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Lord Jackson’s Review of Civil Litigation Costs (Part 2) – Recoverability

February 2010

Lord Jackson gave a great deal of thought to the contentious issue of success fees and ATE insurance premium recovery.  This briefing note considers the recommendations.



Since 5 July 1995 solicitors have been able to enter into “no win no fee” arrangements in civil litigation, known as Conditional Fee Agreements (CFAs).  These allow success fees to be charged to clients in cases won and initially that success fee had to be paid by the client and not by the losing party.  Damages could be substantially reduced after payment of the success fee but many solicitors volunteered to cap the amount of success fee payable at 25% of the damages.


The position has changed since 1 April 2000 by Section 27 of the Access to Justice Act 1999.  A client entering a CFA is now entitled to recover the success fee from the losing party along with  the premium of an insurance policy entered after the event (ATE) to cover any potential liability for the opponent’s costs and own disbursements.  Many of these policies are self insuring so the insured does not pay the premium unless the case is won.


Lord Jackson’s View

Lord Jackson believes the recovery of success fees and ATE Insurance premiums has led to widespread unintended consequences and he outlined a number of flaws:

·           The party with the CFA has no interest in the costs and insurance premium being incurred;

·           The costs burden placed on opposing parties can amount to a denial of justice;

·           If solicitors and counsel only pick winners they will substantially increase their earnings;

·           The recovery of ATE insurance premiums is unfair to the losing party when the insured pays nothing if they lose;

·           The recovery of ATE insurance premiums is an unsatisfactory process for protecting parties from the costs risks of litigation;

·           Successful Defendants have difficulties recovering costs from ATE insurers.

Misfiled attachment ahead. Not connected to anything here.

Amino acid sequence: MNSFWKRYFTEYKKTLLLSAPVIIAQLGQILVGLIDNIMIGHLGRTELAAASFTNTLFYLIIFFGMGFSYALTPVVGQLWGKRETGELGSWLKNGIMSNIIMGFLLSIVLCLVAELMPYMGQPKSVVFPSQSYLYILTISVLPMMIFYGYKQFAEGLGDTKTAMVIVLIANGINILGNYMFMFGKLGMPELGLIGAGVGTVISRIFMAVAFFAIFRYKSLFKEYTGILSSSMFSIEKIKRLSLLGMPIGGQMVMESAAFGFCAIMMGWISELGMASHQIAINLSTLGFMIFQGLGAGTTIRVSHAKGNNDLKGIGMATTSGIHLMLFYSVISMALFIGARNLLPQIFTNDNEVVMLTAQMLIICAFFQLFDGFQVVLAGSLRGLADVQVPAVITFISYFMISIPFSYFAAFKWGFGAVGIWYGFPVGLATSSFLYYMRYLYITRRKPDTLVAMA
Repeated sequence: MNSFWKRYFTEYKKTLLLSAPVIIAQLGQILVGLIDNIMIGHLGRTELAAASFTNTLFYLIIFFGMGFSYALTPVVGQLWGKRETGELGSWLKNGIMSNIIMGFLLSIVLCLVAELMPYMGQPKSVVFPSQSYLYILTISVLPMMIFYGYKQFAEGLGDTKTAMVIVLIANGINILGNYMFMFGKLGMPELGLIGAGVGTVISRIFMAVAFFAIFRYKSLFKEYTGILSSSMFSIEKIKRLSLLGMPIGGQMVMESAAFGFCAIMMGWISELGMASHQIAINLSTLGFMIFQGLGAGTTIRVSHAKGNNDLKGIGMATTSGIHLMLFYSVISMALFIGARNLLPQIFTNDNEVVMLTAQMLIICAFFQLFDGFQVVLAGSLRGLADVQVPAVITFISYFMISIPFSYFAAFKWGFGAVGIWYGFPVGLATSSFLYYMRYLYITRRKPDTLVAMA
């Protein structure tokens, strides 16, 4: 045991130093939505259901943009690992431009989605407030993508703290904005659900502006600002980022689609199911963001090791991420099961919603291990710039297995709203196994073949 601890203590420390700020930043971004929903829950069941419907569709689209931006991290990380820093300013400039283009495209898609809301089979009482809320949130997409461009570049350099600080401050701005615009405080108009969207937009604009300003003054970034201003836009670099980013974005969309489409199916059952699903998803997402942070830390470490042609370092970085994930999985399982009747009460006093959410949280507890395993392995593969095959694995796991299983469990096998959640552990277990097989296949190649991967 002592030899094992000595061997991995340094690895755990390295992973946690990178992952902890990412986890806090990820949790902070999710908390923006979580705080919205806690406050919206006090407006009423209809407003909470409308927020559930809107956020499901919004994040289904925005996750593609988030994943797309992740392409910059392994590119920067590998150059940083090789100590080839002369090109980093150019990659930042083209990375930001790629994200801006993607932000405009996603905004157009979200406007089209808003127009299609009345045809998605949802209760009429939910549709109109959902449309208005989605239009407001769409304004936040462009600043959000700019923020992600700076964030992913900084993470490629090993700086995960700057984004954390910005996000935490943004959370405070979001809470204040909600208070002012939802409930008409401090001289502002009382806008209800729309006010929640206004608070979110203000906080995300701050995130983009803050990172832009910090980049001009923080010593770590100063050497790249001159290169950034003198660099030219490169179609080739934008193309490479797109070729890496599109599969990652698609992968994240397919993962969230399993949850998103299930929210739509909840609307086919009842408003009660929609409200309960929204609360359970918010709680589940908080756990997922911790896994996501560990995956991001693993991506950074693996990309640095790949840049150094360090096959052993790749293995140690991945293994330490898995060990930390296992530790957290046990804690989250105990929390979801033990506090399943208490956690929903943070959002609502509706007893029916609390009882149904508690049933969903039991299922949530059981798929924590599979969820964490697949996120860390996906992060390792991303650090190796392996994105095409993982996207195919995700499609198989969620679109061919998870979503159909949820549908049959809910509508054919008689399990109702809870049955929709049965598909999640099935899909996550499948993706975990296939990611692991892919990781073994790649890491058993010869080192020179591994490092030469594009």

Lord Jackson’s recommendation is to revert to the position that existed before April 2000.

The recovery of ATE insurance premiums should be abolished.  In the alternative no ATE insurance premium should be recovered if liability is admitted within the protocol period; no ATE insurance premium should be recovered for Part 36 risks; cap premiums at 50% of damages awarded and in cases where the ATE insurer is entitled to avoid, allow recovery from the insurer with rights against the policyholder preserved.

The recovery of success fees should also be abolished.  To compensate Claimants, the level of general damages awarded to individuals should be increased by 10%.  The amount of success fee which lawyers may deduct should be capped at 25% of damages, excluding any damages referable to future care and future losses.

In the alternative success fees could be fixed; any element of a success fee that relates to the risk of not accepting a good Part 36 offer should not be recoverable and a success fee should not be recoverable on detailed assessment costs.



If implemented these proposals will bring an end to the “no win no fee no risk” culture.  If successful parties with CFAs have to pay success fees and ATE insurance premiums, the market will inevitably place great pressure on the amounts charged.  There are concerns that these changes would affect access to justice in low value claims.  Other proposals such as one way fee shifting aim to alleviate this.  The increase of damages by 10% will have an impact on losing parties but they will have a measure of control on that amount.

These proposals will require primary legislation and it is not so much the case of whether the recommendations will be implemented, but when.

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Date:29 June 2022     Time:11:06:38